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blog: 3D printing and relief modeling for the blind

Relief models were widely used in schools for the blind in the late 1800’s. With the advent of braille and talking books, relief models of landforms, buildings, town layouts, and historic sites were made out of plaster so that students could use them as illustrations for lessons. Tactile graphics and models have been used continuously since then by methods like pin plates, thermographics, swell graphics (microcapsule paper), and tactile freeform sketchers (http://www.easytactilegraphics.com/intact-products/)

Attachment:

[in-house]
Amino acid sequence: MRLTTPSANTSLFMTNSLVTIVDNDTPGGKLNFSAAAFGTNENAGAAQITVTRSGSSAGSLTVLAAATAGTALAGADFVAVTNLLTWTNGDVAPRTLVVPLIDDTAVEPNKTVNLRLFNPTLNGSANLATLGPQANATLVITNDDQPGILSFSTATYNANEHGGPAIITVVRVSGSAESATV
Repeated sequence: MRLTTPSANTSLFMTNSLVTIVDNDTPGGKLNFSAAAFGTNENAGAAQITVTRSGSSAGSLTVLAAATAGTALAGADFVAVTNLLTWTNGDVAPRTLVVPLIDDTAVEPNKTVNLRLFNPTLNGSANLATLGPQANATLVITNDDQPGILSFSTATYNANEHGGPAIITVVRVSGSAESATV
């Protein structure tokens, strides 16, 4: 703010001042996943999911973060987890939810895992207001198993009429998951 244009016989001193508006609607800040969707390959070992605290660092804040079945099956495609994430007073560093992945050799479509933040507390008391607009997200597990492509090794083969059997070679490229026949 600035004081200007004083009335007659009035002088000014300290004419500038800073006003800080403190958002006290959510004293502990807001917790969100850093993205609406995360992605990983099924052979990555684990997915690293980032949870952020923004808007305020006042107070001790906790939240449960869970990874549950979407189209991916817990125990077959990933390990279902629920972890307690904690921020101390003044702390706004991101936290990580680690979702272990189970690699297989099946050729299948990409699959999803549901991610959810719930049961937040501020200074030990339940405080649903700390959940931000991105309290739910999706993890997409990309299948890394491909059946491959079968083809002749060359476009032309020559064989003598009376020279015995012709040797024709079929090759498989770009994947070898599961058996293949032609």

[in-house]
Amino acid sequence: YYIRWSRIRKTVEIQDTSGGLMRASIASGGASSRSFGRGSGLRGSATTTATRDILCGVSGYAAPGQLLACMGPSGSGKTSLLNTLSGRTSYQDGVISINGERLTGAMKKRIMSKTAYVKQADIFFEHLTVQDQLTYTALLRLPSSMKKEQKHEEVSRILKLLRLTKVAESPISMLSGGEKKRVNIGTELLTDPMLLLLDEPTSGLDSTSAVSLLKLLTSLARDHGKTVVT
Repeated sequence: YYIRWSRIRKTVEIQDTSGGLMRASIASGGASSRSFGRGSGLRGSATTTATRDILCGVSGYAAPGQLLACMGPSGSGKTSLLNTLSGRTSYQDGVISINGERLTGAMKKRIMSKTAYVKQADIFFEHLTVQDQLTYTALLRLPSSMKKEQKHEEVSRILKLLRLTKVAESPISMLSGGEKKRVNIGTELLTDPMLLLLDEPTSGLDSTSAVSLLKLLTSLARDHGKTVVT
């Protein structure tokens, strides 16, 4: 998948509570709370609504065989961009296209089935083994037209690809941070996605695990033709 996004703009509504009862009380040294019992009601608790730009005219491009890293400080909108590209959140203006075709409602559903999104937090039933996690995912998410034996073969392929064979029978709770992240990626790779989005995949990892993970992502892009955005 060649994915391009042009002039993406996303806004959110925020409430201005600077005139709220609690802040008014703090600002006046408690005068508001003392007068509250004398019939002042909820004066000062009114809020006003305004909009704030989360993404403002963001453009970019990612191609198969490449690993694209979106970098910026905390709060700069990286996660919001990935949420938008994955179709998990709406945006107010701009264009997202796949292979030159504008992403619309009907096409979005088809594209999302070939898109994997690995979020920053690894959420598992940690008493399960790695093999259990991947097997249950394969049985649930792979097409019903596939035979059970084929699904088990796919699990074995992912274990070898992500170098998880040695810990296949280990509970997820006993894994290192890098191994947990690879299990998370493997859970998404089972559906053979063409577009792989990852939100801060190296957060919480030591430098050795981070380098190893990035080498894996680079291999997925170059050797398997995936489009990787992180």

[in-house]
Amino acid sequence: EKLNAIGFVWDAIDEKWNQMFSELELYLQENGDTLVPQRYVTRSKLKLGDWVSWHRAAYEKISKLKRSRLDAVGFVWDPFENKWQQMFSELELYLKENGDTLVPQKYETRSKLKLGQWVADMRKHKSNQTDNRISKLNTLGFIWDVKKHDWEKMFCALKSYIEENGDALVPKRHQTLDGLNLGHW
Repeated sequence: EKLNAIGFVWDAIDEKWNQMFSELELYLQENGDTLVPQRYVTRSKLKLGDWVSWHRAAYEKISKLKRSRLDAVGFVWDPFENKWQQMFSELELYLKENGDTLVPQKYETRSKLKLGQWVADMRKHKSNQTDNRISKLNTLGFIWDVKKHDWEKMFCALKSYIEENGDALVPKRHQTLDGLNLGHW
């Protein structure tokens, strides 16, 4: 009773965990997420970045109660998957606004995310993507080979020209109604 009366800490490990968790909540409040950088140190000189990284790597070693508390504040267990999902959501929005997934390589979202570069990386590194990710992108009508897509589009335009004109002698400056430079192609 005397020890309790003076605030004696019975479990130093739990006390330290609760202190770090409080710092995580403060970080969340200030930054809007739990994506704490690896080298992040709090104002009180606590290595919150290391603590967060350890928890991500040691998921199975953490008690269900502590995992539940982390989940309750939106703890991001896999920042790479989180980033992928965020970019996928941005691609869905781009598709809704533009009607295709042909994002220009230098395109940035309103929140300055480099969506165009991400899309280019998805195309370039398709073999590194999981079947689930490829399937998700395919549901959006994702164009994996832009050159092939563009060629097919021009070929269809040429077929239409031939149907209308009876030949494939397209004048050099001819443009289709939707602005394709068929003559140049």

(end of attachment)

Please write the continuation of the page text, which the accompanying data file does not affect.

So it’s interesting that 3D printers are being employed to bring works of sort to those visually impaired. This video shows how someone is copying artworks and reproducing them for tactile ‘viewing.’

http://www.msn.com/en-us/video/peopleandplaces/3d-printing-process-brings-art-to-blind-people/vi-BBo1JEX